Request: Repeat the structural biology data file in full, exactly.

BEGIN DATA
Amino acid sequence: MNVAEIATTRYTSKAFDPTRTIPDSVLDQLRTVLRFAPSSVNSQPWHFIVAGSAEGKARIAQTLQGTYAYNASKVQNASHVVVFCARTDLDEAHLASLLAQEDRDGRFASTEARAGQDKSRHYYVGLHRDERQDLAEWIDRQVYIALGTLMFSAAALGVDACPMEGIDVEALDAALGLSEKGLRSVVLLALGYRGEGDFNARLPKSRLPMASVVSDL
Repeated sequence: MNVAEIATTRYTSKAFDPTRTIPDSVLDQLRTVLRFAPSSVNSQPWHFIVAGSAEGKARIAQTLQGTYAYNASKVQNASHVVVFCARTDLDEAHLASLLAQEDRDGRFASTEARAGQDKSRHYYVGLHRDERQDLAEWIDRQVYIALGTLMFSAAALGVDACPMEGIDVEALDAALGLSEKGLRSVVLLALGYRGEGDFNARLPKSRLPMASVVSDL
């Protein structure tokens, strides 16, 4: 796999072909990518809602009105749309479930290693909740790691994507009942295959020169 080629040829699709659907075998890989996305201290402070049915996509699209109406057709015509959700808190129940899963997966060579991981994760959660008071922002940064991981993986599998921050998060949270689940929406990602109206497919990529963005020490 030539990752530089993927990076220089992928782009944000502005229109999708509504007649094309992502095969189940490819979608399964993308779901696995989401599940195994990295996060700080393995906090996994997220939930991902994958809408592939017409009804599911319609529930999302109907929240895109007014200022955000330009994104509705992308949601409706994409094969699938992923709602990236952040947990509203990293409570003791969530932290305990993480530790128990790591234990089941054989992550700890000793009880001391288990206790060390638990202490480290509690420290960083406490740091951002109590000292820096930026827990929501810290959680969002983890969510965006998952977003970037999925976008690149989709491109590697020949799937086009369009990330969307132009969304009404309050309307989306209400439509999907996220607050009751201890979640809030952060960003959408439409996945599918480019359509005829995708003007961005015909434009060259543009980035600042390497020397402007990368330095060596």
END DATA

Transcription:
Amino acid sequence: MNVAEIATTRYTSKAFDPTRTIPDSVLDQLRTVLRFAPSSVNSQPWHFIVAGSAEGKARIAQTLQGTYAYNASKVQNASHVVVFCARTDLDEAHLASLLAQEDRDGRFASTEARAGQDKSRHYYVGLHRDERQDLAEWIDRQVYIALGTLMFSAAALGVDACPMEGIDVEALDAALGLSEKGLRSVVLLALGYRGEGDFNARLPKSRLPMASVVSDL
Repeated sequence: MNVAEIATTRYTSKAFDPTRTIPDSVLDQLRTVLRFAPSSVNSQPWHFIVAGSAEGKARIAQTLQGTYAYNASKVQNASHVVVFCARTDLDEAHLASLLAQEDRDGRFASTEARAGQDKSRHYYVGLHRDERQDLAEWIDRQVYIALGTLMFSAAALGVDACPMEGIDVEALDAALGLSEKGLRSVVLLALGYRGEGDFNARLPKSRLPMASVVSDL
């Protein structure tokens, strides 16, 4: 796999072909990518809602009105749309479930290693909740790691994507009942295959020169 080629040829699709659907075998890989996305201290402070049915996509699209109406057709015509959700808190129940899963997966060579991981994760959660008071922002940064991981993986599998921050998060949270689940929406990602109206497919990529963005020490 030539990752530089993927990076220089992928782009944000502005229109999708509504007649094309992502095969189940490819979608399964993308779901696995989401599940195994990295996060700080393995906090996994997220939930991902994958809408592939017409009804599911319609529930999302109907929240895109007014200022955000330009994104509705992308949601409706994409094969699938992923709602990236952040947990509203990293409570003791969530932290305990993480530790128990790591234990089941054989992550700890000793009880001391288990206790060390638990202490480290509690420290960083406490740091951002109590000292820096930026827990929501810290959680969002983890969510965006998952977003970037999925976008690149989709491109590697020949799937086009369009990330969307132009969304009404309050309307989306209400439509999907996220607050009751201890979640809030952060960003959408439409996945599918480019359509005829995708003007961005015909434009060259543009980035600042390497020397402007990368330095060596």